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Assessment of frequency and reporting of design changes among clinical drug trials published in influential medical journals

  • Daniel Shepshelovich
    Affiliations
    Medicine A, Rabin Medical Center, Beilinson Hospital, Jabotinsky 39, Petah Tikva 4941492, Israel

    Sackler School of Medicine, Tel-Aviv University, Ramat Aviv, Tel Aviv 6997801, Israel
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  • Dafna Yahav
    Affiliations
    Sackler School of Medicine, Tel-Aviv University, Ramat Aviv, Tel Aviv 6997801, Israel

    Infectious Diseases Unit, Rabin Medical Center, Beilinson Hospital, Jabotinsky 39, Petah Tikva 4941492, Israel
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  • Ariadna Tibau
    Affiliations
    Oncology Department, Hospital de la Santa Creu i Sant Pau, Universitat Autònoma de Barcelona, Carrer se Dant Quinti 89, Barcelona 08041, Spain
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  • Eitan Amir
    Correspondence
    Corresponding author.
    Affiliations
    Division of Medical Oncology & Hematology, Department of Medicine, Princess Margaret Cancer Centre, The University of Toronto, 610 University Ave, Toronto, Ontario M5G 2M9, Canada
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Published:August 19, 2019DOI:https://doi.org/10.1016/j.ejim.2019.08.009

      Highlights

      • Modifications of trial design after initiation can undermine scientific validity.
      • Design changes were identified in most drug trials published in influential journals.
      • Most modifications were not reported in the related publications.
      • Justification for such modifications should be reported more clearly.

      Abstract

      Background

      Modifications of primary outcome measures after trial initiation can undermine their scientific validity. We aimed to quantify these changes and to characterize potential predictors in clinical drug trials published in high impact factor general medicine journals.

      Methods

      The study cohort included all prospective, adult drug clinical trials published in the New England Journal of Medicine, JAMA and Lancet between June 2017 and May 2018. The matching ClinicalTrials.gov entries effective at trial initiation were compared with those effective on July 2018, thereby identifying amendments to primary outcome definitions and assessment timeframes and the planned sample size (defined as >10% change). The primary publications were reviewed for reporting of these amendments. Associations between identified changes and trial characteristics were explored using logistic regression.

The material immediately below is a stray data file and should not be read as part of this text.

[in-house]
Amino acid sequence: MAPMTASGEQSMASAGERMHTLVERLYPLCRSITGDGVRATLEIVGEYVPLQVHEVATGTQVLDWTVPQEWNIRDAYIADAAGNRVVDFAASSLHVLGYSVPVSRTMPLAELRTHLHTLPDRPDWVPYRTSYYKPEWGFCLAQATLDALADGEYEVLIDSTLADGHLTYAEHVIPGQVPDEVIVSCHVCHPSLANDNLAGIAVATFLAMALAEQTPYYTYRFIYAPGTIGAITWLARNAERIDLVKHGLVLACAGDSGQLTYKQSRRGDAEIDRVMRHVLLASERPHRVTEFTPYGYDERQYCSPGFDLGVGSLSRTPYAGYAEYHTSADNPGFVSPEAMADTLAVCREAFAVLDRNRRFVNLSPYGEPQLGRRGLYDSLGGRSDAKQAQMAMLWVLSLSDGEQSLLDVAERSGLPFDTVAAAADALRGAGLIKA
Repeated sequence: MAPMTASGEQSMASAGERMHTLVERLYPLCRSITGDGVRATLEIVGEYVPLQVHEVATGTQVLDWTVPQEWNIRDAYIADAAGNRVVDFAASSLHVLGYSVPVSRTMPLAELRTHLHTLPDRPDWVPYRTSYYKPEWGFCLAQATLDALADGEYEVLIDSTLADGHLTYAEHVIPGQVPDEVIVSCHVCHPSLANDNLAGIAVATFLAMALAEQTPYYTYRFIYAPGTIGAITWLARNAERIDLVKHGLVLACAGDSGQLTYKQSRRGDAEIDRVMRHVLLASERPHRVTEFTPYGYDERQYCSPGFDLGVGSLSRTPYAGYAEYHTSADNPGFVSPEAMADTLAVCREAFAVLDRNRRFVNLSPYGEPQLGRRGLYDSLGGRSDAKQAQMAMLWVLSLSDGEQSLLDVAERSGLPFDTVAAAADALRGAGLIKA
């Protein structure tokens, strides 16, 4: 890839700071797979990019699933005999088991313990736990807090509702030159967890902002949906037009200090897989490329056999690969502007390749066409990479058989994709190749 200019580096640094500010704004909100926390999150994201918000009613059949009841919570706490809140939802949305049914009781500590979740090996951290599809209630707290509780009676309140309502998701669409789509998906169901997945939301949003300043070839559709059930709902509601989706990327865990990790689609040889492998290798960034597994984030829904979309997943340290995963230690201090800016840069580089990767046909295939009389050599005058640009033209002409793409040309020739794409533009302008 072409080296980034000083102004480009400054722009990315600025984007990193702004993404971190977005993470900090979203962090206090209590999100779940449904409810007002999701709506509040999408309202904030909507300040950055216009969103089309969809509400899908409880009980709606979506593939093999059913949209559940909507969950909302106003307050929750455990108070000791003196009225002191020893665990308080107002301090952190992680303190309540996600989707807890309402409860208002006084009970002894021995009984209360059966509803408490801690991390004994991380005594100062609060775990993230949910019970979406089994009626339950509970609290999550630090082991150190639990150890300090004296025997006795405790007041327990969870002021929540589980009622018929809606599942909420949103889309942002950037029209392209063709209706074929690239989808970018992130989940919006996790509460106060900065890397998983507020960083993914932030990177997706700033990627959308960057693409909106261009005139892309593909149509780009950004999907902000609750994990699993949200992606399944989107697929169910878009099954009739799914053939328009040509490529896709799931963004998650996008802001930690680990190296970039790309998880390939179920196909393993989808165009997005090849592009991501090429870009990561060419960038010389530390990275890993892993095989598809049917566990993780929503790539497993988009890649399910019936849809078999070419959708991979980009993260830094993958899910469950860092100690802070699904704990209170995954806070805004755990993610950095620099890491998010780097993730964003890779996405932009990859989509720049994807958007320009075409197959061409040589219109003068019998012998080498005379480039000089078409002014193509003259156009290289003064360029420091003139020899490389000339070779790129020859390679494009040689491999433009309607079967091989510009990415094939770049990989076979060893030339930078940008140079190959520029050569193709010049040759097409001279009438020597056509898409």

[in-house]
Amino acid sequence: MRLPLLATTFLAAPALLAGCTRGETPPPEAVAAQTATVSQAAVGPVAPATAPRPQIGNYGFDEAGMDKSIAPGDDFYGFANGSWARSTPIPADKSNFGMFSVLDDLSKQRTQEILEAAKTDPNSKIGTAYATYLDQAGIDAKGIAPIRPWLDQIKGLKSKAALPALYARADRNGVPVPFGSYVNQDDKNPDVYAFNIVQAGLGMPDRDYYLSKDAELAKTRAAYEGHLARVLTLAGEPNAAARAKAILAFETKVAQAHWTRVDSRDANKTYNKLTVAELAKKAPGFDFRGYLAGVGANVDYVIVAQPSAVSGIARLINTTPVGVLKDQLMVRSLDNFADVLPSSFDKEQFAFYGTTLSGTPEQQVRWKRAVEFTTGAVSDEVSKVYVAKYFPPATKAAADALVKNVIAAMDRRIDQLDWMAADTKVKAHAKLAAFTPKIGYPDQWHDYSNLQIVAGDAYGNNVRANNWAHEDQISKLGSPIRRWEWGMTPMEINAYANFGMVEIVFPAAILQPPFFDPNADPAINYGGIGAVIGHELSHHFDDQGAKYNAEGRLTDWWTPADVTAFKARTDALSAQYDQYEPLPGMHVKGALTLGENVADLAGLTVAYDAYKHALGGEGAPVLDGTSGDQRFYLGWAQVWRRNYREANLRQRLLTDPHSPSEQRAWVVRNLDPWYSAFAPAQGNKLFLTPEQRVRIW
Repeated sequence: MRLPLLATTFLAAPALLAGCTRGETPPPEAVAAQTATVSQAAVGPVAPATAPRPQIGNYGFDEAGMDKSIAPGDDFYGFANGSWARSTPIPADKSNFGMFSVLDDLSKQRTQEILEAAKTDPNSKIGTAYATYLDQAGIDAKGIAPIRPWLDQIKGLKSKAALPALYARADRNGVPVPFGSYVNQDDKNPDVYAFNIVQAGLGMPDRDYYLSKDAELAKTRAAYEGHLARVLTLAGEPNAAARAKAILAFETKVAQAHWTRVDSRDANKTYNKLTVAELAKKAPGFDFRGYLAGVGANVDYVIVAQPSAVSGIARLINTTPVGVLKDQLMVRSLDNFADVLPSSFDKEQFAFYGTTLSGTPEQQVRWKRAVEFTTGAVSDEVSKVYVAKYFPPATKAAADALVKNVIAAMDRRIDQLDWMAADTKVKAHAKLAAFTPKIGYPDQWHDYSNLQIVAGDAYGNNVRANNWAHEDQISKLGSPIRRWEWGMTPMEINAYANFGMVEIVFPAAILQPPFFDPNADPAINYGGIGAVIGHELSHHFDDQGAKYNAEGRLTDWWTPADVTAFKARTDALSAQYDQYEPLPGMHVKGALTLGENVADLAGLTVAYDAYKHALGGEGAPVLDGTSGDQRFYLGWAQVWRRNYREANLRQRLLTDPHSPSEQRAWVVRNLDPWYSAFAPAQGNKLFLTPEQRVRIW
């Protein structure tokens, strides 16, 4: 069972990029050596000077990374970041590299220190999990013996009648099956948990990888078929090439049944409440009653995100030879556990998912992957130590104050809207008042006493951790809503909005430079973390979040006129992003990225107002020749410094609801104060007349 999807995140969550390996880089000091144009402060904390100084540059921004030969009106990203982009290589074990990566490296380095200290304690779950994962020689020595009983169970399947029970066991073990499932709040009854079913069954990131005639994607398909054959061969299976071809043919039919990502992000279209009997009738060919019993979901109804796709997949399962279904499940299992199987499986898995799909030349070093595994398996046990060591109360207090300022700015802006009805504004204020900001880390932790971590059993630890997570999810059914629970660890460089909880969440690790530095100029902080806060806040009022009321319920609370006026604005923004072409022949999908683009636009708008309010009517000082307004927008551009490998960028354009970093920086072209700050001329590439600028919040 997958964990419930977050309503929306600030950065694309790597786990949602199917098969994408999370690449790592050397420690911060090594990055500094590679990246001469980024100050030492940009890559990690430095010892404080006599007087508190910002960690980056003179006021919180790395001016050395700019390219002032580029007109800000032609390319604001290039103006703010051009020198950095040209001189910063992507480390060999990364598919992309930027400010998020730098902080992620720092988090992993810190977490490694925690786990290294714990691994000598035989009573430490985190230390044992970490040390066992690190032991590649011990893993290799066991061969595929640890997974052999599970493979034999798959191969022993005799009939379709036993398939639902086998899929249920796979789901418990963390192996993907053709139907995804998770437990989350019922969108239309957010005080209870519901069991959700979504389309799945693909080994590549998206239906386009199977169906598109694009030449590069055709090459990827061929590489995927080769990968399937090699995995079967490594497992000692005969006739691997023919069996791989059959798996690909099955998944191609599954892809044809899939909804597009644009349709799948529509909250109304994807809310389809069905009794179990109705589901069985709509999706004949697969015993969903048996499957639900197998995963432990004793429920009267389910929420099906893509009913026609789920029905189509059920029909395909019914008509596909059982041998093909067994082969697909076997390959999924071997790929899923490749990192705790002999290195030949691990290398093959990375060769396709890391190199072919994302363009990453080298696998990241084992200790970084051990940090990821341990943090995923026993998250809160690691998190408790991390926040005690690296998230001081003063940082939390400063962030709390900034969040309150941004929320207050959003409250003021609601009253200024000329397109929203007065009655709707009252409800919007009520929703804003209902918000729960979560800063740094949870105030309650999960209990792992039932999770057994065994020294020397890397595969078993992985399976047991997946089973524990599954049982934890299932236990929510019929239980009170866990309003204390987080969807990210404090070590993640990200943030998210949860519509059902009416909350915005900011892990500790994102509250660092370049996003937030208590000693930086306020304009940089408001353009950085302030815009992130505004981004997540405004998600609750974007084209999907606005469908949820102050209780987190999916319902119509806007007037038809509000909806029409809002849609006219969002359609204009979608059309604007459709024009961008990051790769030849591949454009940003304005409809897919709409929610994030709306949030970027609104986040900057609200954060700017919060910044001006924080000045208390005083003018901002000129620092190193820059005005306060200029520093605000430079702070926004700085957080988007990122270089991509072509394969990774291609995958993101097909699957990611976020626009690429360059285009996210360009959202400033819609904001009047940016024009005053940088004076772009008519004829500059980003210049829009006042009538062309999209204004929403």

Results

      Of the 147 included trials, modifications to primary outcome measures were identified in 80 (54%). Primary outcome definitions, outcome assessment timeframes and the planned sample size were modified in 28 (19%), 12 (8%) and 65 (45%) of registry entries, respectively; of which 21 (75%), 11 (92%), and 33 (51%), respectively, were not reported in the related publications. There were no significant associations between modifications in registry entries and study characteristics.

      Conclusions

      Approximately half of trials published in influential medical journals present changes to the design while patient accrual is ongoing, and two thirds of them are unreported. Justification for such modifications should be reported more clearly. Reviewers, editors and readers should consult ClinicalTrials.gov for a more comprehensive report of the evolution of key study methods.

      Abbreviations:

      CI (confidence intervals), HR (hazard ratio), IQR (interquartile range), FDA (Food and Drug Administration), OR (odds ratios), RCT (randomized controlled trial)
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      Linked Article

      • Clinical trial publications: A sufficient basis for healthcare decisions?
        European Journal of Internal MedicineVol. 71
        • Preview
          Clinical studies remain the single most important information source of the scientific basis on which healthcare decisions are taken. This applies to population-level decisions taken by drug regulators or healthcare payers as well as individual-level decisions taken by patients and their physicians. With respect to drug treatments, adequately designed, executed, and reported randomised controlled trials (RCTs) have often been described as the “gold standard” for decision making. High expectations and ethical responsibilities are riding on publications of RCTs in peer reviewed journals.
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